Massive Planet Found 'Dancing' With Dwarf Star, Sun-like Star
A planet that is about eight times Jupiter's mass, with a really eccentric, or non-circular, orbit, has been found "dancing" with a Sun-like star and a dwarf star.
Could it be the do-si-do?
It is near the already-known star HD 7449, and researchers learned about the presence of the dwarf star from looking at the eccentric path of the very large planet (which was discovered in 2011 in HD 7449's orbit). Clearly, something was influencing the big planet's movements, they thought, according to a release.
The team of researchers from Carnegie Institution for Science used the Magellan adaptive optics (MagAO) instrument suite, which lets astronomers take very high-resolution pictures and gives them a sharp view of the night sky.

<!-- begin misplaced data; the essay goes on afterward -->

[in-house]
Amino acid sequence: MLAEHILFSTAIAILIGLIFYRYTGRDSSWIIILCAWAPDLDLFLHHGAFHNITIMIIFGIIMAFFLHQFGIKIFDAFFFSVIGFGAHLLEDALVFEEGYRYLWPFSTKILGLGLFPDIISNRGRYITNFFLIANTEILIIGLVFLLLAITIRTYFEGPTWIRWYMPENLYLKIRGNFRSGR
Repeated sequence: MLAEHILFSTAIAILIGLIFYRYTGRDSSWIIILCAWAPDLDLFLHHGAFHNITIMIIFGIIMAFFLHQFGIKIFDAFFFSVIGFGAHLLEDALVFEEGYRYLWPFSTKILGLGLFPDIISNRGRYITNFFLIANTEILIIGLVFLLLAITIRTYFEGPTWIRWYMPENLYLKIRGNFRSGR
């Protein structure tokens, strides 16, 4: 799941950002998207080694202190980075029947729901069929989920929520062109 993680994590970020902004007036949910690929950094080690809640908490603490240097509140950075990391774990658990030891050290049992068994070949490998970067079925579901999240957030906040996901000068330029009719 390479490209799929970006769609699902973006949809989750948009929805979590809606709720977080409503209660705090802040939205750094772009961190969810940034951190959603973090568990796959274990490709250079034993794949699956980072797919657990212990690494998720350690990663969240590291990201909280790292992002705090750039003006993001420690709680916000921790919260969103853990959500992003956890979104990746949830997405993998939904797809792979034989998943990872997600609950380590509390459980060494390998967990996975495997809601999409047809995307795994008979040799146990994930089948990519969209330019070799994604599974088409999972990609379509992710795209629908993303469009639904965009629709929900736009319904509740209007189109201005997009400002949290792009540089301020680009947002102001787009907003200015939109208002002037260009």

Right away, they saw the small star, which is essentially miniscule and has a mass that is 20 percent of the Sun's. It is located near HD 7449A, the primary star. It is about 18 astronomical units (AU) from that star, which can be compared with Neptune's distance of 30 AU from the Sun, according to a statement.
In the recent past, astronomers believed that two co-orbiting stars (binaries) were unable to host planets, but the number of circumbinary planets found in the night sky has been growing. Still, there are very few systems that consist of a star that is like a Sun, a dwarf star and a gas giant planet between them, all set close together.
The planet 7449Ab is also significantly larger than those in other cases, and has the most eccentric orbit. In their report in The Astrophysical Journal, the authors said they think the dwarf star and the planet have been influencing each other with gravity for millions of years.
"It's difficult to visualize what happens to the planet over time, but you could say that it's ‘dancing' between the two stars," lead author Timothy Rodigas said in the statement.
For more great nature science stories and general news, please visit our sister site, Headlines and Global News (HNGN).
-Follow Catherine on Twitter @TreesWhales